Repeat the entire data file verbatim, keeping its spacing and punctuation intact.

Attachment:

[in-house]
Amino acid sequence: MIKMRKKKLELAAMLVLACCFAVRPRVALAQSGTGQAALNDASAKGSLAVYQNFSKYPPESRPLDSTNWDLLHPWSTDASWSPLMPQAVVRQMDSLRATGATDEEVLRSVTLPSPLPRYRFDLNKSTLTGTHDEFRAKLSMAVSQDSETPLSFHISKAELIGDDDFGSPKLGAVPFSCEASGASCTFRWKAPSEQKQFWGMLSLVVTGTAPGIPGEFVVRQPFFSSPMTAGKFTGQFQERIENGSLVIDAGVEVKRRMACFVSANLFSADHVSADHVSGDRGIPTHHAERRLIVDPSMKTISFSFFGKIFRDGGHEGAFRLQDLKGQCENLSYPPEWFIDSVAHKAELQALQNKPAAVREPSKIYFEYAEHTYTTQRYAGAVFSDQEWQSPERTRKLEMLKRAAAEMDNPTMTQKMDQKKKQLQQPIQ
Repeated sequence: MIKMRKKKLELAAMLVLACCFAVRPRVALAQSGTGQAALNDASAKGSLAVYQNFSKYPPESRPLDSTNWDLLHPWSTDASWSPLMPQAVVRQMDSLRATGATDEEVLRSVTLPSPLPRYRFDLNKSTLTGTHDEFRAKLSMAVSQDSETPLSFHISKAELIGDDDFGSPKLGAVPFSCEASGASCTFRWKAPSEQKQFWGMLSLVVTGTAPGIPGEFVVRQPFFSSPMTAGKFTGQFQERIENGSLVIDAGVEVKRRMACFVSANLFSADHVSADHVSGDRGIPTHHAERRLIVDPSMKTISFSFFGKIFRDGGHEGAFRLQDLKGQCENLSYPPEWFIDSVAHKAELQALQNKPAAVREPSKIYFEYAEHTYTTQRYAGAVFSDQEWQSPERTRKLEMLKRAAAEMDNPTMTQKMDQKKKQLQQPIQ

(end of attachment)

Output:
[in-house]
Amino acid sequence: MIKMRKKKLELAAMLVLACCFAVRPRVALAQSGTGQAALNDASAKGSLAVYQNFSKYPPESRPLDSTNWDLLHPWSTDASWSPLMPQAVVRQMDSLRATGATDEEVLRSVTLPSPLPRYRFDLNKSTLTGTHDEFRAKLSMAVSQDSETPLSFHISKAELIGDDDFGSPKLGAVPFSCEASGASCTFRWKAPSEQKQFWGMLSLVVTGTAPGIPGEFVVRQPFFSSPMTAGKFTGQFQERIENGSLVIDAGVEVKRRMACFVSANLFSADHVSADHVSGDRGIPTHHAERRLIVDPSMKTISFSFFGKIFRDGGHEGAFRLQDLKGQCENLSYPPEWFIDSVAHKAELQALQNKPAAVREPSKIYFEYAEHTYTTQRYAGAVFSDQEWQSPERTRKLEMLKRAAAEMDNPTMTQKMDQKKKQLQQPIQ
Repeated sequence: MIKMRKKKLELAAMLVLACCFAVRPRVALAQSGTGQAALNDASAKGSLAVYQNFSKYPPESRPLDSTNWDLLHPWSTDASWSPLMPQAVVRQMDSLRATGATDEEVLRSVTLPSPLPRYRFDLNKSTLTGTHDEFRAKLSMAVSQDSETPLSFHISKAELIGDDDFGSPKLGAVPFSCEASGASCTFRWKAPSEQKQFWGMLSLVVTGTAPGIPGEFVVRQPFFSSPMTAGKFTGQFQERIENGSLVIDAGVEVKRRMACFVSANLFSADHVSADHVSGDRGIPTHHAERRLIVDPSMKTISFSFFGKIFRDGGHEGAFRLQDLKGQCENLSYPPEWFIDSVAHKAELQALQNKPAAVREPSKIYFEYAEHTYTTQRYAGAVFSDQEWQSPERTRKLEMLKRAAAEMDNPTMTQKMDQKKKQLQQPIQ